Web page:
AWR Blog

by Perry Backus, The Montana Standard – 01/30/2004

ENNIS – Three environmental groups have taken the Forest Service to task over its proposed update of grazing allotments in the southern portion of the Gravelly Range, in southwest Montana. But a local rancher says the groups are just looking for a way to push cows off public lands.

The Gallatin Wildlife Association, Alliance for the Wild Rockies and the Native Ecosystems Council filed lengthy appeals on the environmental assessment to update the Antelope Basin-Elk Lake allotment management plans. The assessment will direct management of domestic livestock on 11 allotments in the southern Gravelly Range over the next decade.

The same planning process came under fire last summer when supporters of the Buffalo Field Campaign mailed more than 150 letters asking the agency to remove cattle from the allotments to make room for migrating bison.

At the time, Forest Service officials said it was unlikely that bison would migrate from Yellowstone National Park to Antelope Basin. The area is about 35 miles from the park border and bison would have to cross private lands to get there. Because of the amount of snow the area normally receives through the winter, the area isn’t typically used by wildlife as winter range.

The recent appeals focus on how future management would impact wildlife species, including bison, sage grouse, wolves and elk, as well as debate over the economic analysis contained in the environmental analysis.

For instance, the Gallatin Wildlife Association said the agency didn’t do a good enough job of analyzing how elk might be displaced by grazing livestock. The group cited information from a 1982 study that concluded that one cow eats about as much as 1.25 elk each day.

Considering that the agency is proposing that 2,236 cow/calf pairs will graze for 4.6 months, the Gallatin Wildlife Association concluded that 385,710 elk “days of use” would be displaced under the agency’s proposal.

“This seems like a significant impact to us, to the elk, the people who enjoy elk and the predators that pursue them,” said the group’s appeal. “Please do an EIS.”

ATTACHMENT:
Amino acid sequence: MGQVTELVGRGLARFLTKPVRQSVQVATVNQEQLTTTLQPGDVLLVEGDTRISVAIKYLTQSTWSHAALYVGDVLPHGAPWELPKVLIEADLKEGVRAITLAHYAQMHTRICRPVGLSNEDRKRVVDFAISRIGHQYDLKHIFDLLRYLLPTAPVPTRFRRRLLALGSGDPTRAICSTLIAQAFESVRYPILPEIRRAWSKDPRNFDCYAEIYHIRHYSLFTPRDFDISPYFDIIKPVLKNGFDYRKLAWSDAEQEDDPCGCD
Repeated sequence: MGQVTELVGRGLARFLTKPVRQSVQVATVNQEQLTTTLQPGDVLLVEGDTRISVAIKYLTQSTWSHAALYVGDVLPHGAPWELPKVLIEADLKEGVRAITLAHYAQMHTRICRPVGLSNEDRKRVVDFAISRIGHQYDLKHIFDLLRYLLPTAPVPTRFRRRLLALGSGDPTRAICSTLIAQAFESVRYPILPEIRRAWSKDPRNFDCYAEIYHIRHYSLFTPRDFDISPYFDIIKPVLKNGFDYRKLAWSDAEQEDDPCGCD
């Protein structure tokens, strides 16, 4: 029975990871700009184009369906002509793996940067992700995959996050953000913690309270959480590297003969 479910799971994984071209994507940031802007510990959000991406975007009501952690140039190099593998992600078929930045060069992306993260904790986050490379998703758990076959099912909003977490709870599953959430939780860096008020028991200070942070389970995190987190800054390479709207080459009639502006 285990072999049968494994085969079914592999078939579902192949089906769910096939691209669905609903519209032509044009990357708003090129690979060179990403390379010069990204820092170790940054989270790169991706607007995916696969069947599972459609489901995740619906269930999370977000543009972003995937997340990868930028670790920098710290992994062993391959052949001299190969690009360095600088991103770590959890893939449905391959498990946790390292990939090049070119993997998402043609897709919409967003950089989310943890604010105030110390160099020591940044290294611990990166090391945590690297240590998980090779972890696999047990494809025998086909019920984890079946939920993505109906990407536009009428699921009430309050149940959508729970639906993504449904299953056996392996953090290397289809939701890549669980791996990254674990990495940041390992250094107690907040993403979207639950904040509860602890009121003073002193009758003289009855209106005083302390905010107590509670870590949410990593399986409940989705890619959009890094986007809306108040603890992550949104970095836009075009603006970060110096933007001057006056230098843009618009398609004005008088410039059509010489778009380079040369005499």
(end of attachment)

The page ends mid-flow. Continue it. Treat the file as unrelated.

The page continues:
The association also said the agency didn’t consider the potential for the area being used by bison migrating out of the park. It urged the Forest Service to develop a wild bison conservation strategy that includes recovery and conservation of bison on the Beaverhead National Forest.

“Bison are native to this area, and while currently extirpated from the project area bison have proven a desire and an ability to migrate to this area from Yellowstone National Park,” the appeal said. “Why are these bison not welcome on USFS land within the project area? What is the USFS doing, if anything, to provide habitat for viable populations of native bison within the project or cumulative effects analysis area?”

The association said there are alternatives to domestic cattle grazing.

“Renewing the grazing permits for a few horses rather than thousands of cows for example, would provide a level of mitigation so the area would be available for habitat for native bison,” the appeal said.

Considering the concerns over the spread of brucellosis and that Montana will not allow bison to mingle with cattle, the appeal that Antelope Basin will only be suitable as summer range for bison in the absence of “exotic cattle.”

“Why is the USFS giving preference to exotic farm animals over native wild bison on the project area?” the appeal asked.

The area being reviewed by the Forest Service encompasses about 37,000 acres, of which about 27,500 is suitable for grazing. Ranchers have permits for about 2,193 cow/calf pairs. About 10 ranch families summer their cows there.

“It’s some of the most productive grasslands that we have on the entire (730,000-acre) Madison District,” said Madison District Ranger Mark Petroni last summer.



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